We were fortunate enough to be able to discuss a variety of current Soldier Systems issues with the DuPont team but probably the most important message we got was that DuPont is constantly looking at new ways to use their flagship products. Adaptability is the key as they not work to improve the performance of their materials but also as they seek new ways to use their products as well as combine them with other fibers.
While in years past many vendors would have pushed monolithic solutions to threats, it makes more sense now to develop hybrid solutions that combine multiple fibers into a more robust material. This way, the best characteristics of different materials can be combined into a common solution.
Overall, the meeting was excellent and we left with a greater appreciation of the level of commitment DuPont has to protecting our troops and public safety professionals.
Winter’s coming. I’ve had a pair of these new FR Assault Gloves for a couple of months now. While they aren’t a full on winter glove, they are great for weapon handling and other tasks that require dexterity. I’ve long been a fan of the Bird’s ergonomic glove patterning. One feature I really like is the touch screen friendly fingertips because I hate having to take gloves off and put them back on, over amd over again, each time I need to use a mobile device.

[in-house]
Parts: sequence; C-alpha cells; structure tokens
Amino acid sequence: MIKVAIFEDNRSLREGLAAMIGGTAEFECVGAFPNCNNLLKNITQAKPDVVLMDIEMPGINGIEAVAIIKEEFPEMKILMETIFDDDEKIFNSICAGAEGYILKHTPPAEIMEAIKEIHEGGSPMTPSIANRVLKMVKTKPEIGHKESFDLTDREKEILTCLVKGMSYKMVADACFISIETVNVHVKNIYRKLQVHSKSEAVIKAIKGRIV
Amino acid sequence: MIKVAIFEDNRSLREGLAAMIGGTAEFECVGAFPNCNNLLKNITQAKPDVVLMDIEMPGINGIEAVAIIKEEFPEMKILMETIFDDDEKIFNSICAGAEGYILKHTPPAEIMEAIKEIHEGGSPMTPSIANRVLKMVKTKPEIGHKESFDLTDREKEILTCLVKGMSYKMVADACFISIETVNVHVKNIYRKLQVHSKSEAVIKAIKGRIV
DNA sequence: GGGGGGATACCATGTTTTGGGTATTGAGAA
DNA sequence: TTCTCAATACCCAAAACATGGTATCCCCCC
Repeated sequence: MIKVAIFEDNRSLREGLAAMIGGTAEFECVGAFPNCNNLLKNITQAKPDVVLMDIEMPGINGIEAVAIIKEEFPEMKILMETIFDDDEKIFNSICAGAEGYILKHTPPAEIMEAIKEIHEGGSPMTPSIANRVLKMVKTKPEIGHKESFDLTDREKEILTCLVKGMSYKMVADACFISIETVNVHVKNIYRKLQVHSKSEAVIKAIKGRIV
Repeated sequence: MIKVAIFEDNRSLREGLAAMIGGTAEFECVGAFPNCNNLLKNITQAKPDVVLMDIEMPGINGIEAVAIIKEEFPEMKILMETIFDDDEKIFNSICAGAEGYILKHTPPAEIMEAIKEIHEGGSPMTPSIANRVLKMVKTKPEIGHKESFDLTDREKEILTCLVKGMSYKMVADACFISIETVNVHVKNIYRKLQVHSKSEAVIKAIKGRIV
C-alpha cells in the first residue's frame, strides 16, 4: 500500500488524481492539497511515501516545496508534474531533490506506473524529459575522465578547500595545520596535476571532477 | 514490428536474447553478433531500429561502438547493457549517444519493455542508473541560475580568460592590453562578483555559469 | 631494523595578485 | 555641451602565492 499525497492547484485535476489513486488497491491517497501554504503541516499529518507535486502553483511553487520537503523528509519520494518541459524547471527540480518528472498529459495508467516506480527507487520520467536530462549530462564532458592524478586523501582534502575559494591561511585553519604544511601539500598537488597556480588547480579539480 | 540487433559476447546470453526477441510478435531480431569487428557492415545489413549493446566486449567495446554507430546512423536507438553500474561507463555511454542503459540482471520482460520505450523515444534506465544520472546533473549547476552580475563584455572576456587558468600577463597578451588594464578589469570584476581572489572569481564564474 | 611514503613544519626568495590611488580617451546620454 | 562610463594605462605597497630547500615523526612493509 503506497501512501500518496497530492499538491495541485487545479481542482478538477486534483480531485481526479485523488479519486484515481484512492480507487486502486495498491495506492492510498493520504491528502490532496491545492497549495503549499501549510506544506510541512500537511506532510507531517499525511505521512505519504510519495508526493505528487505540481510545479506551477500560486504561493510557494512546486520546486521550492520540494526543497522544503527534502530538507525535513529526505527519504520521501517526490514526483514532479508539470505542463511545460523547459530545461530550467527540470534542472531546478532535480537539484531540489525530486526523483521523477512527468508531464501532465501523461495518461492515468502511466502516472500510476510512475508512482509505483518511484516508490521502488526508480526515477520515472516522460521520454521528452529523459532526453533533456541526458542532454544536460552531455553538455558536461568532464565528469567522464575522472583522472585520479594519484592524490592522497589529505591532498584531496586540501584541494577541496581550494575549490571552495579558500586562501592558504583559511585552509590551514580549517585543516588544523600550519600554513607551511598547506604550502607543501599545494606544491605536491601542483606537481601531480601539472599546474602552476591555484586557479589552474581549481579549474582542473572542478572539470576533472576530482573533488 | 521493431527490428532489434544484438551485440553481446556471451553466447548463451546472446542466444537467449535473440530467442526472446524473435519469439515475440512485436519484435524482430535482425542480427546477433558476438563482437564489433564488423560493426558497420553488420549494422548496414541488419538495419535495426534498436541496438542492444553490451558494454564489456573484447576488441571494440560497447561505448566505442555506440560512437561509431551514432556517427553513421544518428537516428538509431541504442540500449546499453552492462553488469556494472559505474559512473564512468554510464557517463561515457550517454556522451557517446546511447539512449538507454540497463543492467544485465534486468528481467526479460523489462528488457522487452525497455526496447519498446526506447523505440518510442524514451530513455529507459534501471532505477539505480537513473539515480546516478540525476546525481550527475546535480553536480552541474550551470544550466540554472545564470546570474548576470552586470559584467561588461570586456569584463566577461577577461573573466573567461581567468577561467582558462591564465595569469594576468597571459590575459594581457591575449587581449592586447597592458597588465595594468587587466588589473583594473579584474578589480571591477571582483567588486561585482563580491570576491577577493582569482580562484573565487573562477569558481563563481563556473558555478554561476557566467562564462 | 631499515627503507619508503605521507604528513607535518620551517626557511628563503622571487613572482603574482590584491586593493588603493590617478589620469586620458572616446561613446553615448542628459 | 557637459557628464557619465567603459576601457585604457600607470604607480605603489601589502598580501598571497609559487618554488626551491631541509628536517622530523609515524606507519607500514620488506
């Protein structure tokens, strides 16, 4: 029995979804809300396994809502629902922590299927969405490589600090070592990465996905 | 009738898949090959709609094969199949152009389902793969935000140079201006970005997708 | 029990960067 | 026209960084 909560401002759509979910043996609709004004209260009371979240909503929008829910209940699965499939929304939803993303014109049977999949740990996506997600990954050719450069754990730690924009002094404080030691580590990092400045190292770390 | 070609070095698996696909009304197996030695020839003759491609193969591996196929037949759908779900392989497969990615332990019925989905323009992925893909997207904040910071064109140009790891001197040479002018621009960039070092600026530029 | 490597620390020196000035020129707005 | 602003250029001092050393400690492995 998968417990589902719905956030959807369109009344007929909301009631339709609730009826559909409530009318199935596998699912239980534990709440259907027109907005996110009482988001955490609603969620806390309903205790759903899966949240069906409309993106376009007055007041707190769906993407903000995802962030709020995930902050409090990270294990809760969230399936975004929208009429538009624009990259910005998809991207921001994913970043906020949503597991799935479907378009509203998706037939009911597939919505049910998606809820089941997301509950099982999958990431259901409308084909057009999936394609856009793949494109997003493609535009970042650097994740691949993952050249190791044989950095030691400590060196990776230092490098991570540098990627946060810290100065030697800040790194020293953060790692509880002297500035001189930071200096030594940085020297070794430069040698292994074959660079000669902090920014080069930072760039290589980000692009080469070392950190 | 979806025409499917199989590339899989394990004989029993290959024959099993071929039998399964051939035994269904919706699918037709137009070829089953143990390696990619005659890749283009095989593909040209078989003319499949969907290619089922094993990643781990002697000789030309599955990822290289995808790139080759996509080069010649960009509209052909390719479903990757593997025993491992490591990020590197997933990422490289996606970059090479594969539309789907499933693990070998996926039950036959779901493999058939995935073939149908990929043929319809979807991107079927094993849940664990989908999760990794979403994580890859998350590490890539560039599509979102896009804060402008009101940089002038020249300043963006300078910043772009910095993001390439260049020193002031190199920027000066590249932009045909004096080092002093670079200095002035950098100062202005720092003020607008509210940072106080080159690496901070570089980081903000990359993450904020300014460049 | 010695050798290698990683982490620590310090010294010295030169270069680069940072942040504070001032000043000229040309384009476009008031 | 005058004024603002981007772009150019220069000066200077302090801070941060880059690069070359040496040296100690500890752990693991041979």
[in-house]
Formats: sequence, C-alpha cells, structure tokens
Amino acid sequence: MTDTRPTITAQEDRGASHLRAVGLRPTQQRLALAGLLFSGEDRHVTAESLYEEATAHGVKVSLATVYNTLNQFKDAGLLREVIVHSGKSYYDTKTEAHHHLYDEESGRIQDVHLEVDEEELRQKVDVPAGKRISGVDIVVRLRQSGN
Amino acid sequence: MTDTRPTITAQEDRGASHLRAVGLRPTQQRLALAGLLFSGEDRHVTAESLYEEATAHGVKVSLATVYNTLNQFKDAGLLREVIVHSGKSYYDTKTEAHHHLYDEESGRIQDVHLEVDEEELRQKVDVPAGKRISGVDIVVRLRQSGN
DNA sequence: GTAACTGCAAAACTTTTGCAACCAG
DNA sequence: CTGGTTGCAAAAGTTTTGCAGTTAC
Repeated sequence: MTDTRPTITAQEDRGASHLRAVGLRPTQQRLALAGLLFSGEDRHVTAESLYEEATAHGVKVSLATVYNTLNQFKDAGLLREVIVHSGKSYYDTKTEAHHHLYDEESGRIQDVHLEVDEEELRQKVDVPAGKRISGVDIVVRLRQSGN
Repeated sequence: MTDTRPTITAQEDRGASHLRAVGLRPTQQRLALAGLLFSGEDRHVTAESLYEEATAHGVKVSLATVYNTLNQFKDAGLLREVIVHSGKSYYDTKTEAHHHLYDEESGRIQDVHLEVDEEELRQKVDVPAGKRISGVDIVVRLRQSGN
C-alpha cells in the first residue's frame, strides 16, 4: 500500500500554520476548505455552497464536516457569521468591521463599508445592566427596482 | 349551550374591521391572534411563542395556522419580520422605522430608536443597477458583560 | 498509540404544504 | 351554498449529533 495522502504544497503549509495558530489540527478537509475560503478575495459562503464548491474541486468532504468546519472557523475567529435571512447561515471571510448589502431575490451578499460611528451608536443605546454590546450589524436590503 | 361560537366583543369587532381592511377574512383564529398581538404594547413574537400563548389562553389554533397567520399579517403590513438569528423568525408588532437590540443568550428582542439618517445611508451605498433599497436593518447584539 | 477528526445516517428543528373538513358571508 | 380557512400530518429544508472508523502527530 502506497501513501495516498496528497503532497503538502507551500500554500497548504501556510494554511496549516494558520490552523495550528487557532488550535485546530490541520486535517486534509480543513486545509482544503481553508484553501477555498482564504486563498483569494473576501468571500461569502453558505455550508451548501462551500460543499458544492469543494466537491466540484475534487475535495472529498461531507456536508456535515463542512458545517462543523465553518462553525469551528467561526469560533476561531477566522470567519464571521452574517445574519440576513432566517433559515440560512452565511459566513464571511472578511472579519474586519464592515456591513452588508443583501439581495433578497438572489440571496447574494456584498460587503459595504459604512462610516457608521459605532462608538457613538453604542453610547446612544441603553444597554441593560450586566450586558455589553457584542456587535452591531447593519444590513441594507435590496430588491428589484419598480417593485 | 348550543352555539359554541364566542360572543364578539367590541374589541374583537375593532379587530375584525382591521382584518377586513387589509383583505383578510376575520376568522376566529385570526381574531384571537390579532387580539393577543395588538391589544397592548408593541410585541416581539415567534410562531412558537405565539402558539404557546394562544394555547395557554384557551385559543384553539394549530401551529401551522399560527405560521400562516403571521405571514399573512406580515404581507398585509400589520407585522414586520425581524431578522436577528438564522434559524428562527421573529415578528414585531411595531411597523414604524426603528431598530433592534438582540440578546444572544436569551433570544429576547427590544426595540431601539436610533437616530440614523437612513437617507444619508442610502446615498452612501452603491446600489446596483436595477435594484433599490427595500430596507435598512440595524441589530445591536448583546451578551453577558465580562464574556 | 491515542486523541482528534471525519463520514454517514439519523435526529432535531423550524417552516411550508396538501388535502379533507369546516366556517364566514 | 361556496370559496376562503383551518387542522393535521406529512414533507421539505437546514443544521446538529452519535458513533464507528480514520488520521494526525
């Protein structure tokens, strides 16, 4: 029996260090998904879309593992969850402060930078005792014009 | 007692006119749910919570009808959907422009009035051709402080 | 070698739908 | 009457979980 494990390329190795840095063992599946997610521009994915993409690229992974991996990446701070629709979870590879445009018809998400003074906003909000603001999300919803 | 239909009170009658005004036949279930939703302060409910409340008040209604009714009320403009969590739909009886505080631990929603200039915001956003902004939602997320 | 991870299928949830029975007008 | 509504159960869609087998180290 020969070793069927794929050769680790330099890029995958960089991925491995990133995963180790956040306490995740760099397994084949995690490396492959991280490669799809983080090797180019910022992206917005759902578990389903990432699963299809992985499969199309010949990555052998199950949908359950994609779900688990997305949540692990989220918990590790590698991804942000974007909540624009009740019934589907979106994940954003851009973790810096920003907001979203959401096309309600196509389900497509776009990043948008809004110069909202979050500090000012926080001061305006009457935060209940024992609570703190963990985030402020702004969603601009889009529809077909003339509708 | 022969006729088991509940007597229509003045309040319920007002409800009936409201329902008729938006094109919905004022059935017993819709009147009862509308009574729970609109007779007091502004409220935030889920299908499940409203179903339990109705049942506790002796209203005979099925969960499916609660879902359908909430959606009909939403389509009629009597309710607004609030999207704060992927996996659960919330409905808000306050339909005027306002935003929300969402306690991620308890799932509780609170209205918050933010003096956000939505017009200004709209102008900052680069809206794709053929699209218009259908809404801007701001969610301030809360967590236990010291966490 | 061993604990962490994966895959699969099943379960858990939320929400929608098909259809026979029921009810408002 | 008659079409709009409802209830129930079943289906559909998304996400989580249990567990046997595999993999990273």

Made from Tencate’s 10 oz Defender-M interlock fabric along with goat leather for FR. The gloves also incorporate utility loops for stowage and a cut off option for the index finger.
Announced during SHOT Show, the new Assault Glove FR follows the new LEAF policy of naming products after what they are intended to be used for. This name is pretty straight forward, letting you know it’s a glove, intended to be used for assaulting aka shooting and other combat related tasks and that it’s Flame Resistant.
They are made from TenCate Defender-M 10 oz interlock fabric combined with washable goat leather knuckles and Touch Sensor Tsunami leather on the palms and fingertips. This makes them not only FR but also compatible with touch sensor screens. Additionally, the gloves incorporate utility loops for stowage and a cut off option for the index finger.
Available in Crocodile, sizes Small – XXLarge. The Assault Glove FR is in stock at many tactical stores. for further information, visit leaf.arcteryx.com
The tubular Recon Wrap offers 8 functions in 1 product that can be worn in several ways and replaces the bandana for camp chores.
While the standard Spec-Ops Brand Recon Wrap is extremely popular, it is not FR. Owner Jeff Wemmer has always been a great friend to the military and wanted to introduce an FR versions for folks using it in an operational environment. Wemmer worked with DuPont to produce the Coyote dyed Nomex knit. It’s been on the market for awhile but it’s something I thought many of you might be interested in. The FR model is Coyote but the standard version is offered in a variety of colors including MultiCam print.